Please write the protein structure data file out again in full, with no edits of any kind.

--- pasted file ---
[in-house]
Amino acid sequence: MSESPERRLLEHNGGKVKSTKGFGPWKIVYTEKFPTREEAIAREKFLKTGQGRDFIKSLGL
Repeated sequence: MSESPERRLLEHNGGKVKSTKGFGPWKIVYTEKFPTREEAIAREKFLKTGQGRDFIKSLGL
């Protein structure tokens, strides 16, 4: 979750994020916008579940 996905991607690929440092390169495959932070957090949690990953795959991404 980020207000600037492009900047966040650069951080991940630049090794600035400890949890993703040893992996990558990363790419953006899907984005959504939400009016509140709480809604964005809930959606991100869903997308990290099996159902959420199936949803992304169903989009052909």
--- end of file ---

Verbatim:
[in-house]
Amino acid sequence: MSESPERRLLEHNGGKVKSTKGFGPWKIVYTEKFPTREEAIAREKFLKTGQGRDFIKSLGL
Repeated sequence: MSESPERRLLEHNGGKVKSTKGFGPWKIVYTEKFPTREEAIAREKFLKTGQGRDFIKSLGL
């Protein structure tokens, strides 16, 4: 979750994020916008579940 996905991607690929440092390169495959932070957090949690990953795959991404 980020207000600037492009900047966040650069951080991940630049090794600035400890949890993703040893992996990558990363790419953006899907984005959504939400009016509140709480809604964005809930959606991100869903997308990290099996159902959420199936949803992304169903989009052909």